What’s Causing the Decline in Border Crossings?

Written by on May 11, 2017 in Border Enforcement, Enforcement with 0 Comments

New government data points to a decline in apprehensions of undocumented immigrants along the U.S.-Mexico border over the past few months. This can be attributed to a range of factors, only one of which might be the get-tough immigration enforcement policies of the Trump administration.

Apprehensions normally rise and fall over the course of the year, and apprehensions were trending downward in the years before Trump was president. This was a result not only of heightened immigration enforcement, but also improving economic prospects in Mexico—as well as sluggish growth in the United States of the less-skilled jobs most commonly filled by undocumented immigrants.

As a result, there were more Mexicans in the United States heading back home from 2009 to 2014 than there were Mexicans coming to the United States. That is a trend for which President Trump cannot take credit.

Regardless, declining apprehensions over the first four months of the Trump administration don’t necessarily mean that unauthorized immigration has fallen substantially. There are likely many factors at play aside from the administration’s rhetoric.

Cartels play a role in how many individuals cross the border, and there are reports that the amount of money “coyotes” charge is on the rise. Thus increasing costs could result in fewer individuals attempting to cross.

During the last several years the Mexican economy has improved and its unemployment rate today is below 4 percent. More opportunity at home translates into fewer people heading north.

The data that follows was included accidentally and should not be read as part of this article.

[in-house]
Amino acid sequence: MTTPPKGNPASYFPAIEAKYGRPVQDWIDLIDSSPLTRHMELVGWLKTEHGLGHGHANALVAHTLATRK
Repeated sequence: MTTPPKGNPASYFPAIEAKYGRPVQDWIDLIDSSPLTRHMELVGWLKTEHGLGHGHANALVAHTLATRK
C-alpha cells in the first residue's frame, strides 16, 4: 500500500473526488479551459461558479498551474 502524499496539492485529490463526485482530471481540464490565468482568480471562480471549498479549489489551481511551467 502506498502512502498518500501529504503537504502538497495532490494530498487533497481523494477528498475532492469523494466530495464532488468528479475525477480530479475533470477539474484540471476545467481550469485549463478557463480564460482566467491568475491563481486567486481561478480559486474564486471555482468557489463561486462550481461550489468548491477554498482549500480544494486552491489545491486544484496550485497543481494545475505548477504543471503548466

The decline in apprehensions could also be due to the fact that the Border Patrol is unlawfully turning away asylum-seekers at the U.S.-Mexico border. Thus the administration’s declining apprehension numbers could in part be due to the Border Patrol’s refusal to allow people in who are seeking refuge.

All of these factors make it very difficult to determine what is truly happening at the U.S.-Mexico border. As a 2015 report from the Bipartisan Policy Center points out, there is currently no way to accurately measure the effectiveness of border-enforcement measures. The number of apprehensions is only assumed to accurately reflect how many undocumented immigrants are trying to enter the country. But apprehension statistics don’t give any indication of how many undocumented immigrants actually make it into the country successfully.

In the absence of thoughtful measurements, the U.S. government is flying blind. The lack of real data makes it easy for anyone to take credit for a decline in border crossings. For the time being, there is no way to verify such claims.

Photo by Gary Goodenough.

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